Harvey Wiley was a chemist in the Department of Agriculture who helped persuade Congress to pass the Pure Food & Drug Act of 1906, leading President Roosevelt to name him the nation’s first Commissioner of Food and Drugs. Frustrated with the political system, he quit in 1912 and went to work for the Good Housekeeping Research Institute, testing whether products deserved that magazine’s seal of approval.
The first two blotters today (all of which are from the Dale Hastin collection) suggest that Northern Pacific dining cars were among those products. Whether Northern Pacific paid for this endorsement, gave Dr. Wiley a free trip on the North Coast Limited, or did anything at all to solicit his approval other than advertise in Good Housekeeping magazine is lost to time (though it is notable that the ads don’t mention Good Housekeeping). NP continued to use his endorsement for several years, as indicated in the 1915 ad below.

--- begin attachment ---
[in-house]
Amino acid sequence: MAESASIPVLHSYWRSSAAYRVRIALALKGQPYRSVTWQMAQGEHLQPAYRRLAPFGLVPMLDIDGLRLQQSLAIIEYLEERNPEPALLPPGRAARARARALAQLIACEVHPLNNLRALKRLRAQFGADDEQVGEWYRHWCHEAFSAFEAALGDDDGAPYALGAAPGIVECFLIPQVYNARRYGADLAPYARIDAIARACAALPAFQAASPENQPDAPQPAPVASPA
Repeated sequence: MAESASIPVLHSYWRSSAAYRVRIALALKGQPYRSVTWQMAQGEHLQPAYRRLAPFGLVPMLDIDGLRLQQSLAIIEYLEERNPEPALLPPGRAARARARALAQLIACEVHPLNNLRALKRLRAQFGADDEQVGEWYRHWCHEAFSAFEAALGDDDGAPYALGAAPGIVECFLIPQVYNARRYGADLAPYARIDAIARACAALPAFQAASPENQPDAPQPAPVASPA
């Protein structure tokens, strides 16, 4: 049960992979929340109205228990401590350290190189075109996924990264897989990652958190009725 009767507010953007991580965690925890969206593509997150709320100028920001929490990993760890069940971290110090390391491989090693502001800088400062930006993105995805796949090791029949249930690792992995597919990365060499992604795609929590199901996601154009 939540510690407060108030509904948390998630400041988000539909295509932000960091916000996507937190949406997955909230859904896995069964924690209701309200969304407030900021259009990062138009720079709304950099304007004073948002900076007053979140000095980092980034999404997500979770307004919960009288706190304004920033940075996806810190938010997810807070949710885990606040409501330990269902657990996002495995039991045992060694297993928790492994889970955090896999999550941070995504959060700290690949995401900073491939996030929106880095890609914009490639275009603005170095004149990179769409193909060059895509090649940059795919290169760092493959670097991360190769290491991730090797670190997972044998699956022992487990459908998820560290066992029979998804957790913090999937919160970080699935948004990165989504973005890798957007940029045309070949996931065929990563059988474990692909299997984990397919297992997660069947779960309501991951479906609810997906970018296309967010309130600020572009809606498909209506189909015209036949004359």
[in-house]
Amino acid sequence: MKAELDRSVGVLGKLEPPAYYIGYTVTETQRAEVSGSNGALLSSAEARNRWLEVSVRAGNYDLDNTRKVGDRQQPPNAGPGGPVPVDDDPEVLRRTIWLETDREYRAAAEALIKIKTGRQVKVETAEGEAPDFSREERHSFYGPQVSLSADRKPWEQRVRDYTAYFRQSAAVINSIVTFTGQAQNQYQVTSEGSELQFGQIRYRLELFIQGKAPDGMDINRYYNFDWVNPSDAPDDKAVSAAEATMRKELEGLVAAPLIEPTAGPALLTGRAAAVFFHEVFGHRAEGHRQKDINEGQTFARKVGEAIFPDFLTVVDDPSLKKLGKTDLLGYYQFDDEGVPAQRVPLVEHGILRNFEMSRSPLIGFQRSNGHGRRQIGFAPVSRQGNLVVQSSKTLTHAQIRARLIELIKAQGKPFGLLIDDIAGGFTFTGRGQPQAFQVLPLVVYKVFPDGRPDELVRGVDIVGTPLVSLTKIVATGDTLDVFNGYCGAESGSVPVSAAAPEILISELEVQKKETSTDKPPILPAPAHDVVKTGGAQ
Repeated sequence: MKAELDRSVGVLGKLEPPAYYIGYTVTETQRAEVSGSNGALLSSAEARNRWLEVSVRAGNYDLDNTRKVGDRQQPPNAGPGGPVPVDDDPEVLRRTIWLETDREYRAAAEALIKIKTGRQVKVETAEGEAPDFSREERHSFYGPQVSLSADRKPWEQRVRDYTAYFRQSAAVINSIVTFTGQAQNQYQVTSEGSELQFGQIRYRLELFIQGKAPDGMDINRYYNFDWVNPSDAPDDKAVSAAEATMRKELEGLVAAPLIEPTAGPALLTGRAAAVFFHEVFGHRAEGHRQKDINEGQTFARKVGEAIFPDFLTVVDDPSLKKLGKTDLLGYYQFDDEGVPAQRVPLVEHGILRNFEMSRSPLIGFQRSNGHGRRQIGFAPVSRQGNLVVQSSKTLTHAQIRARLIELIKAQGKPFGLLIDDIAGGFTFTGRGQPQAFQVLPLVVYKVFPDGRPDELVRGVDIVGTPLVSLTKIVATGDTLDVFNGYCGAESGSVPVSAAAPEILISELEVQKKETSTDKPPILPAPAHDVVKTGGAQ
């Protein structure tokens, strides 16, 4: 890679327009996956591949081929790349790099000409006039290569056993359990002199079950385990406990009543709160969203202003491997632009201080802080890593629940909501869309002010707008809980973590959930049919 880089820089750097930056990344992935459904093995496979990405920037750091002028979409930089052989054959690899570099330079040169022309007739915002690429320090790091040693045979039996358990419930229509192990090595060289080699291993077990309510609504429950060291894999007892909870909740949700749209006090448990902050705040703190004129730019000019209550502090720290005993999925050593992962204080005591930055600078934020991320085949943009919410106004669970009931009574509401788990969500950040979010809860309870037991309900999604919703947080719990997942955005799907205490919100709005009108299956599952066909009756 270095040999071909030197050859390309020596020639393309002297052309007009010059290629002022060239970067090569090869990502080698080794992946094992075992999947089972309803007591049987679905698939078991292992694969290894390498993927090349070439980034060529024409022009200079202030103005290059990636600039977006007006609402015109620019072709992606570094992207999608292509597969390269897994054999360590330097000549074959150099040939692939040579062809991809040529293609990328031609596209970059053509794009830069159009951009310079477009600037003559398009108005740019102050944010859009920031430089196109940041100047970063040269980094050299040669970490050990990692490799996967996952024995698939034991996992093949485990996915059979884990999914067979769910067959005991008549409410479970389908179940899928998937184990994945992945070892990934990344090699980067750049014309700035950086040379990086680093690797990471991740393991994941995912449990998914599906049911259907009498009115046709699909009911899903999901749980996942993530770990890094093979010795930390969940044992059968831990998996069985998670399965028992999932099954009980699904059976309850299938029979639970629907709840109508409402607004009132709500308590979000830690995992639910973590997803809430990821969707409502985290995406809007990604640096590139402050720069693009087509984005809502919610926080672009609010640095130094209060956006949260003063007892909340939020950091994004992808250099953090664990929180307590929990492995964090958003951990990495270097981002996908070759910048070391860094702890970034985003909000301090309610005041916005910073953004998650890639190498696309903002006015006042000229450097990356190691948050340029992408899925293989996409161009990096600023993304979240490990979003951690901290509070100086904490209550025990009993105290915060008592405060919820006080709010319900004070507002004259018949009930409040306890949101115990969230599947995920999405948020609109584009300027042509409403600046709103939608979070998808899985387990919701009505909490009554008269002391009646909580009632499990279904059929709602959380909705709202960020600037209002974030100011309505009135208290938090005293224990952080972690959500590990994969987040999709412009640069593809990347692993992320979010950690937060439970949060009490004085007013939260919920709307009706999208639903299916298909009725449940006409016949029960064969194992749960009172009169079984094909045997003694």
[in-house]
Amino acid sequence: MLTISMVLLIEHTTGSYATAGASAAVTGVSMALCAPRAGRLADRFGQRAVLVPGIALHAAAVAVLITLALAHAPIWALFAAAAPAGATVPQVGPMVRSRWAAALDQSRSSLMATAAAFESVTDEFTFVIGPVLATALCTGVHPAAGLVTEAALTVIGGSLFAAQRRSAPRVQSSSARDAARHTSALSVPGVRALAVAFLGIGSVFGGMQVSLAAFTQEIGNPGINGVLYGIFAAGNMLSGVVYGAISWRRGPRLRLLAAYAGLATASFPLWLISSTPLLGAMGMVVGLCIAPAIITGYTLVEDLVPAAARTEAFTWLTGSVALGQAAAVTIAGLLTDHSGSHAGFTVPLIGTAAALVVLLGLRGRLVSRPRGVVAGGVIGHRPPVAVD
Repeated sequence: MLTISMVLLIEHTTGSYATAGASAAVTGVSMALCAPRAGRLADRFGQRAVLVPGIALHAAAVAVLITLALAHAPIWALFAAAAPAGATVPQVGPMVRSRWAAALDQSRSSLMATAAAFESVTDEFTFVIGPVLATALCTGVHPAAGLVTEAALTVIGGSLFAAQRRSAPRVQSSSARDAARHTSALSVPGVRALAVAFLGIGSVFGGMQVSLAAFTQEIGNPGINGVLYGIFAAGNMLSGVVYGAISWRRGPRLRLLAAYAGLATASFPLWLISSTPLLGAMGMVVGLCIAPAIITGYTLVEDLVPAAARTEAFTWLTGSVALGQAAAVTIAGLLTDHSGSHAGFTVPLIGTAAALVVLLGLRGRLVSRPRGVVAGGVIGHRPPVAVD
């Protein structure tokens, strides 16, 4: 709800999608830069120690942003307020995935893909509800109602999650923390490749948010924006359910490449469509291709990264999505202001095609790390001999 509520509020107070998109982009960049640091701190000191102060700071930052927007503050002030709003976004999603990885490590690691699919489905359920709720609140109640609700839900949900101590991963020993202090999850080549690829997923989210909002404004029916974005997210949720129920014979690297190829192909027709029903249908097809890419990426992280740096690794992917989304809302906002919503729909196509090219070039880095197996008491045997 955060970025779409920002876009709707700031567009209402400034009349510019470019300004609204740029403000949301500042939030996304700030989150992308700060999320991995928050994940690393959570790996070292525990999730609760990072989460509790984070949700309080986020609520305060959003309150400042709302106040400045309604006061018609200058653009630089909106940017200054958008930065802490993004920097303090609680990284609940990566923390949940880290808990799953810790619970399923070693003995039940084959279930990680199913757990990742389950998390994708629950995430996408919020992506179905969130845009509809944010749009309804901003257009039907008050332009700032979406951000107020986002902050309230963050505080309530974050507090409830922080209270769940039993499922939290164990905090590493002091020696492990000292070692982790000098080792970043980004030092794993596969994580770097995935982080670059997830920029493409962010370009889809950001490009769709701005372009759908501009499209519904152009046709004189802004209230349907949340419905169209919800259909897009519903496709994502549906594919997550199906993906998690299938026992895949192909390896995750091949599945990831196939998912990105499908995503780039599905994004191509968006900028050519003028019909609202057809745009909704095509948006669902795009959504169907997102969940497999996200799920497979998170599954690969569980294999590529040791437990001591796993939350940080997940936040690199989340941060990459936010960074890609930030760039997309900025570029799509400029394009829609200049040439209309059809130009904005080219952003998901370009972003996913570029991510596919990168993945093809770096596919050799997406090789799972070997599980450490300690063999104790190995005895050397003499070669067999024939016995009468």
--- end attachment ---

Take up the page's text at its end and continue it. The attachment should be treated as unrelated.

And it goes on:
This 1913 blotter suggests that Great Big Baked Potatoes on board the North Coast Limited cost $1. That price would be prohibitive to most people, as (using the consumer price index) a 1913 dollar is more than $25 today. Of course, most people in 1913 didn’t ride luxury passenger trains: the average American only traveled a about 300 miles per year by rail, which suggests a few did most of the traveling and most did none at all.
Some people of that era might make only two or three rail trips in their lifetimes. Here is a 1916 blotter advertising low-cost “colonist fares” for people seeking new farms and homes. Someone might take one of these trains, buy a farm, bring their family, and then take the train only one or two more times during their lifetime.